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Tuesday, Jan. 30, 2001

Eminently sensible remediesfor Japan's economic woes


Staff writer
CAN JAPAN COMPETE?, by Michael Porter, Hirotaka Takeuchi and Mariko Sakakibara. Cambridge, Mass.: Perseus Publishing, 2000, 208 pp., $27.50 (cloth).

The title has got to go. "Can Japan Compete?" What sort of question is that? Of course Japan can compete. No one disputes that the country has world-beating corporations, great products and has set standards for manufacturing efficiency.

And everyone now knows that those companies are a minority in Japan. At the other extreme, sheltered domestic industries have been laggards, creating a "dual economy," as economist Richard Katz aptly describes it.

These three authors know it too -- even without the prodigious research that provides the foundation of the book. Michael Porter, a Harvard Business School professor, is perhaps the world's leading academic theorist on competition. Hirotaka Takeuchi is professor of corporate strategy at Hitotsubashi University, and Mariko Sakakibara teaches at the UCLA Business School after a stint at the Ministry of International Trade and Industry.

This slim volume condenses eight years of exhaustive research on competition in Japan. It includes much of the statistical analysis; no reader will want for data.

But the conclusions, like the title, will leave most readers asking, "Is that it?" "Japan did not create a superior form of capitalism . . . what actually worked in Japan was the same thing that works in the United States and elsewhere." Despite the continuing economic slump, "Americans will do well not to underestimate Japan . . ."

The authors argue that the proper focus of Japan's record is microeconomics, not macroeconomics. Firm behavior, in particular, corporate strategies, is the key to understanding the Japanese economy and its woes. Or, rather, the lack of strategy.

Japanese firms all do the same thing. "The commitment to competing on total quality and continuous improvement -- doing the same thing as rivals but doing it better -- results in competitive convergence, which means that all competitors in an industry imitate each other in a zero-sum competition that erodes price and destroys profitability."

Compare Japanese profits with those of other countries and the problem is plain. Return on assets in Japan is about half that of U.S. companies -- and this is among the good firms. Even U.S. subsidiaries in Japan are more profitable than homegrown Japanese companies.

While most of us know and buy products from Sony, Toyota, Honda and Panasonic, Japan's share of world exports peaked in 1986 -- before the bubble burst -- and has been shrinking ever since. The size of the problem is striking. "Of the 1,618 international trade industries in which Japan participates, its world export share has declined in 1,250 industries and risen in only 166." Sure, the relocation of plants overseas is part of the explanation, but that is another way of restating the problem: Japan is too inefficient.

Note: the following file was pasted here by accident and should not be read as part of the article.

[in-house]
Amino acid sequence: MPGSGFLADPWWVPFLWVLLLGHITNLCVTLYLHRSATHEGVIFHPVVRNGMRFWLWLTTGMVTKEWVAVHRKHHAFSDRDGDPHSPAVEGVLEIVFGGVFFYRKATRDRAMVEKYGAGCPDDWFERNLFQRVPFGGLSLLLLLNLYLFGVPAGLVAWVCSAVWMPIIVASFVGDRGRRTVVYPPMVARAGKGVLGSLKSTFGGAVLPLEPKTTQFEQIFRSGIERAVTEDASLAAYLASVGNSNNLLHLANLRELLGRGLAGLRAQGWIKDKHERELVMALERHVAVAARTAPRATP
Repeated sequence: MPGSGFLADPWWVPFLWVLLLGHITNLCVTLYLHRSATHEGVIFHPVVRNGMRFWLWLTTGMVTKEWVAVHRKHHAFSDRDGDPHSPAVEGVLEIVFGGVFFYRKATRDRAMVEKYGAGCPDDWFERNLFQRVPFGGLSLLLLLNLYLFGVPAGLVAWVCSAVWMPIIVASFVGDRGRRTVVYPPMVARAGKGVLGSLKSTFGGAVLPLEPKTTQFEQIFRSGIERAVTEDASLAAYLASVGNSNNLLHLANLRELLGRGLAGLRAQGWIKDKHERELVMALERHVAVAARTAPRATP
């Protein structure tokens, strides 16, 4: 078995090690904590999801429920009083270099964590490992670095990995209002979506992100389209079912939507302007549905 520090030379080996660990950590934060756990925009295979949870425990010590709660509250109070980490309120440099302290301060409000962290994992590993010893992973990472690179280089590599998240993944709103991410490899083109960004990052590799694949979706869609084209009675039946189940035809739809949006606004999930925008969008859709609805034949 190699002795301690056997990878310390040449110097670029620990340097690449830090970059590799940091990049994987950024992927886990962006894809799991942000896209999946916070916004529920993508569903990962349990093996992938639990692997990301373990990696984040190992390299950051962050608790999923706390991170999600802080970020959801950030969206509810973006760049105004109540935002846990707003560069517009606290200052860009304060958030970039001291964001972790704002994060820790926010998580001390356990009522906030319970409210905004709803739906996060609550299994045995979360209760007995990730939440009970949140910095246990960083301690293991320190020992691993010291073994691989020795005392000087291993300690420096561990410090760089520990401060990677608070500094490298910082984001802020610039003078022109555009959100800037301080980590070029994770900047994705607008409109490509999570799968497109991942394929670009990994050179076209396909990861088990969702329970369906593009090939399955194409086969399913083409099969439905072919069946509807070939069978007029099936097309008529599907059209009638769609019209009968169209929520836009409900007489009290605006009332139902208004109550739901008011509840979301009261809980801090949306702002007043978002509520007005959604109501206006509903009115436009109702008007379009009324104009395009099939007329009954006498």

The study discounts the government's role in nurturing competitive industry. Some credit is deserved for encouraging a patient supply of capital, a good education system, and lots of engineers, but "policies widely believed to explain Japan's success were far more prevalent in the nation's failures than in its successes." Competition is the crucible of business success and government policy has never been really keen on competition.

There are two ways to prevail in the market: Management either pursues operational effectiveness -- doing the same things as the competition, but doing them better -- or it competes by unique positioning through the use of a distinctive product or service. That's strategy, and that is something that few Japanese companies have done. Rather, they try either to be all things to all people, or they are content to sit back and rest on government-supported haunches.

Take chocolates. The country is swimming in the stuff, but no Japanese manufacturer has really ventured abroad. Instead, they have flooded the domestic market. In 1991, at the peak of the bubble, Morinaga introduced 32 new chocolate items and deleted 42; its entire product line consisted of 89 goodies.

The industry got wise in 1992 and started cutting the number of products on offer. Morinaga trimmed its offerings to 60 brands, after cutting more than 100. In contrast, Mars, a leading foreign maker, has but 40 brands in the 120 countries in which it competes.

Old habits die hard, though. Japanese makers still introduce 100 to 120 items each year. When Mars introduced M&Ms to Japan in 1973, 25 imitations were on the shelves within six months.

What is to be done? Once again, we return to the obvious. Open the economy, inviting more trade and competition; build a world-class university system; modernize the domestic economy and sweep out the dinosaurs; move toward new models of corporate accountability; encourage decentralization and regional specialization; and embrace entrepreneurship and new forms of innovation.

And the title? Blame it on the publisher. This book first appeared in Japanese and that title is just the sort of agonized, breast-beating attention-getter that appeals to this market. Now there's a business that could use some competition.

Brad Glosserman can be contacted at brad@japantimes.co.jp.


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